SF County holds third public hearing on short-term rentals
The Santa Fe Board of County Commissioners will once again take up a proposed short-term rental rules at its 5 pm meeting today. Tonight’s assembly will mark the third public airing on the topic, following two public hearings last month that led to a revised ordinance. A memo from County Growth Management Director Peggy Ellis-Green lays out one significant change made in response to public feedback: distinguishing between owner-occupied short-term rentals and non-owner-occupied STRs. In short, owner-occupied STRs would require a $35 business registration; non owner-occupied STRs would require a $375 business license, which also has a $300 renewal fee. As SFR recently reported, the county’s proposal comes on the heels of the City of Santa Fe’s evolving rules on short-term rentals. A cap of 350 permits was hiked to 1,000 in 2016 and rules were amended again in 2021 in an attempt to address a lack of affordable housing for locals and prevent illegal rentals. “The city has its own short-term rental ordinance, and I think we wanted to make sure we are likewise taking care of the county,” District 5 Commissioner Hank Hughes tells SFR. “And I think there is a need to know how many short-term rentals we have and what impact they may be having.” The meeting will take place in-person and virtually, with instructions for online viewing at the bottom of the agenda.
Fire victims highlight NM insurance woes
Victims in last summer’s Hermits Peak/Calf Canyon Fire continue to deal with the fall-out from the blaze—including lack of insurance for destroyed property. The Associated Press reports such insurance is often prohibitively expensive for New Mexicans. California Insurance Company’s potential relocation to the state—which officials had hoped would provide additional insurance coverage—has “been clouded by pay-to-play allegations and remains stalled in court.” Lack of insurance options concerns state Attorney General Hector Balderas, who tells the AP he’s worried that “moving forward these natural disasters are either going to raise premiums or we’re going to be in a deeper crisis like Florida, where insurance providers don’t want to come to New Mexico because it’s a very challenging market to insure.” While New Mexico is poised to receive $2.5 billion in wildfire aid through a continuing resolution passed and signed last month by Congress and the president—the devastating fire began as a result of US Forest Service prescribed burns—residents in impacted counties still face bureaucratic hurdles receiving compensation. That has been the case for Manuel and Marcy Silva, who tell the AP they had one payment left on their uninsured mobile home before it burned in the fire. “The best way that I can explain it is that it’s been like a never-ending nightmare that just seems to be getting worse and worse,” Manuel Silva says.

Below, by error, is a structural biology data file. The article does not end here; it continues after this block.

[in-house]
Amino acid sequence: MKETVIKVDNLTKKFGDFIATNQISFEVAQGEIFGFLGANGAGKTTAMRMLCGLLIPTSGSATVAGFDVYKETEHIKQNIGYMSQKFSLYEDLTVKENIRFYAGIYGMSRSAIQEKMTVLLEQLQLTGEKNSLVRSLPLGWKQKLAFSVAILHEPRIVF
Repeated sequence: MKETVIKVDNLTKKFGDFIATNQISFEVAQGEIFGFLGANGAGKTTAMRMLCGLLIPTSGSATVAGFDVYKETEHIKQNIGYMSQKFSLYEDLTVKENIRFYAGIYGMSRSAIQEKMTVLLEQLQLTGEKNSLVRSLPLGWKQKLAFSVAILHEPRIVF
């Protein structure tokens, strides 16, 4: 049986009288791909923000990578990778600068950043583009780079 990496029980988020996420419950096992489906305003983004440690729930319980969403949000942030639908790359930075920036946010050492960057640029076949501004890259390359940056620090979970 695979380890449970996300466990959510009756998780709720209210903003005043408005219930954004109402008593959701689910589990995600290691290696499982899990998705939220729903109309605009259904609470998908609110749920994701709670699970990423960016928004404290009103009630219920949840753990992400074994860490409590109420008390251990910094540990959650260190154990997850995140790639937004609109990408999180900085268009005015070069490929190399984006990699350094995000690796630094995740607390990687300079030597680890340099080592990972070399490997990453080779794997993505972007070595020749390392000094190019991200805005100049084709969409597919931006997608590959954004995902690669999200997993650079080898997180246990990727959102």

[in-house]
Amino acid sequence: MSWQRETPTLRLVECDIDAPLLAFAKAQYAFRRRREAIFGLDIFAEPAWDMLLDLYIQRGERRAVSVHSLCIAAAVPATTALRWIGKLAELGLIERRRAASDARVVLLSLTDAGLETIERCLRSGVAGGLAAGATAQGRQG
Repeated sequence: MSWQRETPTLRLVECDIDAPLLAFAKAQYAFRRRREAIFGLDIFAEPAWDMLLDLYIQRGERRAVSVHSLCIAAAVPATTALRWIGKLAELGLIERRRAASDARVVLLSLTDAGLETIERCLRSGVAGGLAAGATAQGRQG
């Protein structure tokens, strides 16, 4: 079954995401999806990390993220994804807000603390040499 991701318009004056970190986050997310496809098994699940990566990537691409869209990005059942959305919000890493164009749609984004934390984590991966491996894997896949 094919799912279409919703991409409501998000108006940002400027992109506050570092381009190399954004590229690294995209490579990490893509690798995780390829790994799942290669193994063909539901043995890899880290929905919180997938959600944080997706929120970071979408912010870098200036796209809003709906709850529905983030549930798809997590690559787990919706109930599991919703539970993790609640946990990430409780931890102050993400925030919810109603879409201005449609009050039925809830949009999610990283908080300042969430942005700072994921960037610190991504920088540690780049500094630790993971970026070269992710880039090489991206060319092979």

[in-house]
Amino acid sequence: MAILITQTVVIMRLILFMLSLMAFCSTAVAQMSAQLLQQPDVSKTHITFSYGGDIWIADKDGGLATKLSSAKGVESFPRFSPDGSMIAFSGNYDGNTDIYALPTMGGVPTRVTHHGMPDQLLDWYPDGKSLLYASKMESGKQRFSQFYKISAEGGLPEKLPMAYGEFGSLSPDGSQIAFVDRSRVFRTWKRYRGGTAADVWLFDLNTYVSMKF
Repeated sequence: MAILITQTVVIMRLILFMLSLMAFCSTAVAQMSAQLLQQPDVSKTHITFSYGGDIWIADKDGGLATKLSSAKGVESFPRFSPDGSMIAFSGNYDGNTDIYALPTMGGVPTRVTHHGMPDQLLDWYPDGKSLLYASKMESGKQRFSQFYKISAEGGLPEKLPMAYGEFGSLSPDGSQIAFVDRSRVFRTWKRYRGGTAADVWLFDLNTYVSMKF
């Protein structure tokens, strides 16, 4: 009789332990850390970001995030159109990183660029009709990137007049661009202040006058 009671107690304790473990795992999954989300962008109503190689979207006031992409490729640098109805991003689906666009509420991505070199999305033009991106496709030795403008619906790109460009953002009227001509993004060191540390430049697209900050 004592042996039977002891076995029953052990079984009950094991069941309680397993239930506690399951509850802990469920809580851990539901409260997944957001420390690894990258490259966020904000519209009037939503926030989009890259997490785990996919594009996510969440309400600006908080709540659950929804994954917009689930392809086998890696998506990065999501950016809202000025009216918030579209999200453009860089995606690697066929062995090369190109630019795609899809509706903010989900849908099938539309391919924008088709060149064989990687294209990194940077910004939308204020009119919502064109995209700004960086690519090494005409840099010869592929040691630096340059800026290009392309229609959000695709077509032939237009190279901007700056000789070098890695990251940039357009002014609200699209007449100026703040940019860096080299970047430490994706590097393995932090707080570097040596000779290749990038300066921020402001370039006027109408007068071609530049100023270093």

State Supreme Court clarifies rules for serious youthful offenders
The state Supreme Court yesterday unanimously ruled juveniles sentenced to less than life imprisonment for first-degree murder can only earn good time credit if specifically authorized by the sentencing court. As detailed in a news release from the courts, the opinion reverses a district court opinion in State v. Cates, involving Norman Cates, who was convicted and sentenced to 30 years in prison for the 2004 first-degree murder of Lena Barrett, 65, his neighbor, whom he repeatedly stabbed, beat and choked. Cates was 17 at the time of the murder. Fourteen years after the 2006 sentencing, Cates filed a petition seeking clarification regarding his eligibility for good-time credits to reduce his sentence, citing his participation in various educational and therapeutic activities.The district court subsequently ruled Cates was eligible to earn up to four days of good time against his sentence for every month he served in prison under the state’s Earned Meritorious Deduction Act. The reversal of that decision sends the case back to district court to reinstate Cates’ original sentence. “In this opinion, we clarify that a serious youthful offender serving less than a term of life imprisonment only becomes eligible to earn meritorious deductions if expressly made eligible to do so by the sentencing court,” the state Supreme Court opinion reads. “We conclude that Defendant’s original judgment and sentence is silent as to his good time eligibility, and he is not eligible to earn meritorious deductions.”